Imposter Syndrome

“Who am I to do this?”

“I’m a fraud.”

Ever heard these types of thoughts in your mind? I know I have – and so have most women I talk to. It is so widespread, it actually has a name: imposter syndrome or the imposter phenomenon. Suzanne Imes, PhD, and Pauline Rose Clance, PhD, both psychologists, coined this term in the 1970s to describe when someone isn’t able to acknowledge their own success or accomplishments, thinking of them as a fluke, and that they will eventually be exposed as a fraud.

Want to know what is really crazy? The imposter syndrome is very common in exceptional and high achieving women – the types you would look at and definitely think they were at the top of their game and had it all together.

I also find it in almost every single one of my clients in one flavor or another. Sometimes it is that they are struggling to charge money for what they offer, sometimes they don’t believe they are a “real” business owner because they are working from home with kids nearby, and sometimes because they don’t have traditional training or education in what they offer, although they have years of experience with it.

I have struggled too – wondering why someone would want to hire me when I don’t yet have a million dollar (or even six figure) business. Some of my clients do have businesses that are larger than mine – will they think I am a fraud because I don’t yet?

Here’s what I’ve learned. Imposter syndrome can defeat us, by causing our mind to look for reasons why we are not good enough, don’t know enough, and haven’t accomplished enough to chase after our goals. It becomes an actual self-fulfilling prophecy in our own minds when we are not feeling good enough, and end up not being good.

If we challenge it, and focus our minds on coming up with reasons why we are actually perfect for what we are doing and why we must bring our unique message to the world, we can feel incredibly empowered instead of defeated, and actually rise to the challenge.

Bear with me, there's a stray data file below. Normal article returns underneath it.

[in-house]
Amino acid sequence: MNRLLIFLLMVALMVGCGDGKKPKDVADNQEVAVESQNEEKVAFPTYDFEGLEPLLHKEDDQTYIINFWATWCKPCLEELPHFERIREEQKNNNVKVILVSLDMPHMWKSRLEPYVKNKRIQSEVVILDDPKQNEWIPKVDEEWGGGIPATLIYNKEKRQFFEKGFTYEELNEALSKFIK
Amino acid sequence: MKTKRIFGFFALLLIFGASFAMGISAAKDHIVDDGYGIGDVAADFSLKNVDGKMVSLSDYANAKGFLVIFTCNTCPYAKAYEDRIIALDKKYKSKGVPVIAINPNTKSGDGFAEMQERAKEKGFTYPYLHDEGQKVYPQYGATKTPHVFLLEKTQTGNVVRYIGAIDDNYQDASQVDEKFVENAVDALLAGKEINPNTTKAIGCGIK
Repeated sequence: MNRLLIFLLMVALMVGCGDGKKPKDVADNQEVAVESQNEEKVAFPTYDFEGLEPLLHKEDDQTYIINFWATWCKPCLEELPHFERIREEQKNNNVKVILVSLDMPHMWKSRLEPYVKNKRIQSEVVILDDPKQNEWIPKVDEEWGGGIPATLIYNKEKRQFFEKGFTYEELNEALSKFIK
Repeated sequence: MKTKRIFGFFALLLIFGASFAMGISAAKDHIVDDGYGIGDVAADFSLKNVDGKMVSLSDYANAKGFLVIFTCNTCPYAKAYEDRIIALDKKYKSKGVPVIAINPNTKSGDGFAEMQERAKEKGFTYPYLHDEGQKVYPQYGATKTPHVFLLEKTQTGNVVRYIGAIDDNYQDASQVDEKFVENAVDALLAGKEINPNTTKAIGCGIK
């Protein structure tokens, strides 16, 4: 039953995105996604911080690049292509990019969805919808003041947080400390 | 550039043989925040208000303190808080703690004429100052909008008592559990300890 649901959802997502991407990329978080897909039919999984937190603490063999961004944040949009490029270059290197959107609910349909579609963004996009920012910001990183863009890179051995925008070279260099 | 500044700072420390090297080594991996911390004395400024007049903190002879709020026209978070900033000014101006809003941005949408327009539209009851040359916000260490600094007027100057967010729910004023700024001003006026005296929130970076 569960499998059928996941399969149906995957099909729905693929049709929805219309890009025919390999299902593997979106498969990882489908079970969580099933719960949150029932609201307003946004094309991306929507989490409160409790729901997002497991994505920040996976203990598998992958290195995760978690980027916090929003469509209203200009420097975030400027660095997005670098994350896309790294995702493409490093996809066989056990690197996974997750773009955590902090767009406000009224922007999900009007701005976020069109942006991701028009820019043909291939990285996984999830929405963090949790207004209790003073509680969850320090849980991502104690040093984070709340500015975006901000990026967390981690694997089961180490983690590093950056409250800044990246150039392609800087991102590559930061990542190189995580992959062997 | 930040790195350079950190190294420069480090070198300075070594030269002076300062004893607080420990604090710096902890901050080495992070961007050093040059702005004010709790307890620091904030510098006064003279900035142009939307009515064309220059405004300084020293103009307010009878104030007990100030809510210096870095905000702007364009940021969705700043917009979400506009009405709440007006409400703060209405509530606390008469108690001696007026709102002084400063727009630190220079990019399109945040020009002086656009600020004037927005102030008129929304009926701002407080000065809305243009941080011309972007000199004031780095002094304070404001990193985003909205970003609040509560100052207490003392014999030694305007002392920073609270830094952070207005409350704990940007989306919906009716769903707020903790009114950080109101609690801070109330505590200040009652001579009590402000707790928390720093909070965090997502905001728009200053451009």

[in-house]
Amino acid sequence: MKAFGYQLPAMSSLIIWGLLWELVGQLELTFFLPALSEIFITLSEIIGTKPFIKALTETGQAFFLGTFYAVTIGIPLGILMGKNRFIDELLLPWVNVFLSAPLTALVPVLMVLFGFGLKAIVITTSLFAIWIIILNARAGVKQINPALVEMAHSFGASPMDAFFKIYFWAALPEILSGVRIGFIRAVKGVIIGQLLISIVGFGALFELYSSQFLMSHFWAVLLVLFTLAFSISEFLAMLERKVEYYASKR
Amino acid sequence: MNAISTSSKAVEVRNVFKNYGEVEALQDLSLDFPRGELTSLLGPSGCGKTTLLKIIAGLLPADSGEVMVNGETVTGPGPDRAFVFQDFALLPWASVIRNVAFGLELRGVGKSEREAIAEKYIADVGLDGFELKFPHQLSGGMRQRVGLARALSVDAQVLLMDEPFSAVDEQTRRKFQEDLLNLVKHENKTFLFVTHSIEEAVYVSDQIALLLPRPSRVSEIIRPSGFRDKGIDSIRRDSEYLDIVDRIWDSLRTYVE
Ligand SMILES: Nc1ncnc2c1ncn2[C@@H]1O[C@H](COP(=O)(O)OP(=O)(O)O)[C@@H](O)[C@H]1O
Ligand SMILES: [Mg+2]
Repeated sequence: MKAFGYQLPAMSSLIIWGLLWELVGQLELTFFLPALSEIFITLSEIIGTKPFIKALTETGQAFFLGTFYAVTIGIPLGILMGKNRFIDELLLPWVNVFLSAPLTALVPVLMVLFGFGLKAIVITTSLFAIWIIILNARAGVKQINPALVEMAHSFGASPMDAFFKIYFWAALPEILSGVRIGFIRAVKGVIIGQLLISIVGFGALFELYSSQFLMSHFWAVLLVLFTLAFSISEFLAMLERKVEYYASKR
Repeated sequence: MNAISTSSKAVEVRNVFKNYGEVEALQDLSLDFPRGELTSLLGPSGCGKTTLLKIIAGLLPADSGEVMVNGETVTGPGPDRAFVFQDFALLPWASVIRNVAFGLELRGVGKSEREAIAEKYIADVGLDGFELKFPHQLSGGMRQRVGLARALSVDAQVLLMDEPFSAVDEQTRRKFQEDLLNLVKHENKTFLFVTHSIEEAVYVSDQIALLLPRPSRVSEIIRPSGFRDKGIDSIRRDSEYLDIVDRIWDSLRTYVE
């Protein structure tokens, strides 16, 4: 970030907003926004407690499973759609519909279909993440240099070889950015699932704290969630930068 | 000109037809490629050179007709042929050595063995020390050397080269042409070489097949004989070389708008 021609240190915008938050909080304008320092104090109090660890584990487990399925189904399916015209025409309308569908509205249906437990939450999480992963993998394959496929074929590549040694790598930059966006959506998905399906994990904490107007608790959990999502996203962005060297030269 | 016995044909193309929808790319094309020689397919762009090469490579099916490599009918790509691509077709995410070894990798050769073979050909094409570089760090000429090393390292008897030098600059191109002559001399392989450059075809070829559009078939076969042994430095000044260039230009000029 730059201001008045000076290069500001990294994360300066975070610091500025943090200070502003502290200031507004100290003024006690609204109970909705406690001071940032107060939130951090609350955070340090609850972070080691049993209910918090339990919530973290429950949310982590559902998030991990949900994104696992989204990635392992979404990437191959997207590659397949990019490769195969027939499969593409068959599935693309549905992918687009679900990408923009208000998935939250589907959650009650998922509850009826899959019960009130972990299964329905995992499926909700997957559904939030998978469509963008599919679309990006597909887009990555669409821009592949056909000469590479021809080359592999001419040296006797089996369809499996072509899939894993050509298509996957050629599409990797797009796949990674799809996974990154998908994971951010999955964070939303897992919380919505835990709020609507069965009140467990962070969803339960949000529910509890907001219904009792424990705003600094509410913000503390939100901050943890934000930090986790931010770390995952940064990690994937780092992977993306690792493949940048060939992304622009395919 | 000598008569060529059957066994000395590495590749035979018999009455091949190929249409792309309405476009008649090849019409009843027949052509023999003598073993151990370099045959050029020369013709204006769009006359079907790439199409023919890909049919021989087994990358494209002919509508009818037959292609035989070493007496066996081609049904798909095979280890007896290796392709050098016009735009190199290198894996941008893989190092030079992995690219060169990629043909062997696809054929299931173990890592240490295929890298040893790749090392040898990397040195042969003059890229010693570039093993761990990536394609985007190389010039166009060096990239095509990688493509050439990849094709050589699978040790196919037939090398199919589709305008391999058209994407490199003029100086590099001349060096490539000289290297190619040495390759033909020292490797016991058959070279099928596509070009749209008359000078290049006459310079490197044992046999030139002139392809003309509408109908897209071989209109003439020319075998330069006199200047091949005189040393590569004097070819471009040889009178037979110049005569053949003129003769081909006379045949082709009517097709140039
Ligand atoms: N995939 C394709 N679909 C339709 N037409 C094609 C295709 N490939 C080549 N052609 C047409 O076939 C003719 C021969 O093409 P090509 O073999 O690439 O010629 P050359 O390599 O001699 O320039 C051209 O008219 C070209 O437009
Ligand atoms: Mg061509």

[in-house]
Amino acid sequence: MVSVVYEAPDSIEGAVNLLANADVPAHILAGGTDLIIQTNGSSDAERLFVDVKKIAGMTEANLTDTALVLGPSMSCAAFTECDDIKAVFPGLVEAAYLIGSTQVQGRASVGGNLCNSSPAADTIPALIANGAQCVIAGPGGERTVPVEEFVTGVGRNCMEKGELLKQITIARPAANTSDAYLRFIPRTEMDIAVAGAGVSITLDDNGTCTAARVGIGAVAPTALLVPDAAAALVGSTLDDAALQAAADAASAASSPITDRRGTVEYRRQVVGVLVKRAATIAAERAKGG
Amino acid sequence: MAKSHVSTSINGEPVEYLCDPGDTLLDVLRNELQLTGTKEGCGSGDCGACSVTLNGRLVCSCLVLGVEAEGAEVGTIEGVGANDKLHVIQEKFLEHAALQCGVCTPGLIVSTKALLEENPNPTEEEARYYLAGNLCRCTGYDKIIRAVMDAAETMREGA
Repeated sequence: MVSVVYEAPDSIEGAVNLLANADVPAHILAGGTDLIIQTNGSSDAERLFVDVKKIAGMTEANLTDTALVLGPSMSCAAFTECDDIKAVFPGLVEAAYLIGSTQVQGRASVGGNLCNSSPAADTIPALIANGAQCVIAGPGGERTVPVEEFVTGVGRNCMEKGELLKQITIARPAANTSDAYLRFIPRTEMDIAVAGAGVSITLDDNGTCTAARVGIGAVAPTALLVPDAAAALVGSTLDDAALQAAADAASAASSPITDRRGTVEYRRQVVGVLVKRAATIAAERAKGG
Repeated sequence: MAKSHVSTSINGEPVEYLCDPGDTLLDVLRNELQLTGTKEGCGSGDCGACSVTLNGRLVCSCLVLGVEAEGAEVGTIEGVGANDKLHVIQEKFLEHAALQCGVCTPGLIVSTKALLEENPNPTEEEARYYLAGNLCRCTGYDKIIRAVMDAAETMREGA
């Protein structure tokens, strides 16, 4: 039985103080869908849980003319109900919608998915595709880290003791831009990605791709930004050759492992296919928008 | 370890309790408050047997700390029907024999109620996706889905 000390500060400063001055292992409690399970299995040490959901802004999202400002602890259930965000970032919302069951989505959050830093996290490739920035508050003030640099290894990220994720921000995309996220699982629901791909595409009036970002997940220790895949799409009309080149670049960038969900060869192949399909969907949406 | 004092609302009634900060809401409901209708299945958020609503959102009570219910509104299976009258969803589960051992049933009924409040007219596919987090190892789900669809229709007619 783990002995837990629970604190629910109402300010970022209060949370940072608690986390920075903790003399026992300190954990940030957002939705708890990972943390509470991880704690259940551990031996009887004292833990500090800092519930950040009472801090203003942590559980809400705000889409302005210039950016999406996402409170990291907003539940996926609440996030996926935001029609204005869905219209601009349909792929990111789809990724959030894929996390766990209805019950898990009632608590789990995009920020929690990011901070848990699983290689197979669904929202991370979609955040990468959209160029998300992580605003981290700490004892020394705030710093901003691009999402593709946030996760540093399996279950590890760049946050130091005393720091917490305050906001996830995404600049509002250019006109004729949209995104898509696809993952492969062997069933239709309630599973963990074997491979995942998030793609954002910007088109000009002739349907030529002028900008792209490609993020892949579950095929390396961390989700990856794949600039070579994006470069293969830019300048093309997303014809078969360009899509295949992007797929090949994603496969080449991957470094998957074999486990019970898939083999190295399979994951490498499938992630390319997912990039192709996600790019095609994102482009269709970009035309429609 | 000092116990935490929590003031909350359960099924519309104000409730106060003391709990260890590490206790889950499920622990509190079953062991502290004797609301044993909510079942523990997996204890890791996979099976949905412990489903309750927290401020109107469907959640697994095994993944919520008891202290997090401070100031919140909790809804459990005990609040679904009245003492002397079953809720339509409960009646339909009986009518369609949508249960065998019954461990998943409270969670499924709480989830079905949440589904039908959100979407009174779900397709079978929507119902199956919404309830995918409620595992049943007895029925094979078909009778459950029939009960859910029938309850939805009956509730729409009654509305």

Here’s what to do next. When you are finding yourself struggling with these thoughts, recognize how they are making you feel, and what action that feeling leads to. Hint: it is usually going to be either nothing, or a watered down version of what you really wanted to do. Looking at that, do a little brainstorming about what thoughts you might like to think instead. “I have a powerful message to share with the world,” “The world needs what I am offering,” “I will figure this out,” or whatever you can dream up are all going to create feelings of motivation and determination to get you moving and taking the kinds of big actions that allow you to really shine and make a difference.

Don’t let imposter thoughts control how you feel and act. You can notice those thoughts and tell them, “thanks but no thanks,” and move along to thoughts that will serve you best.

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I am Samantha Siffring.

I help moms build wildly successful online businesses.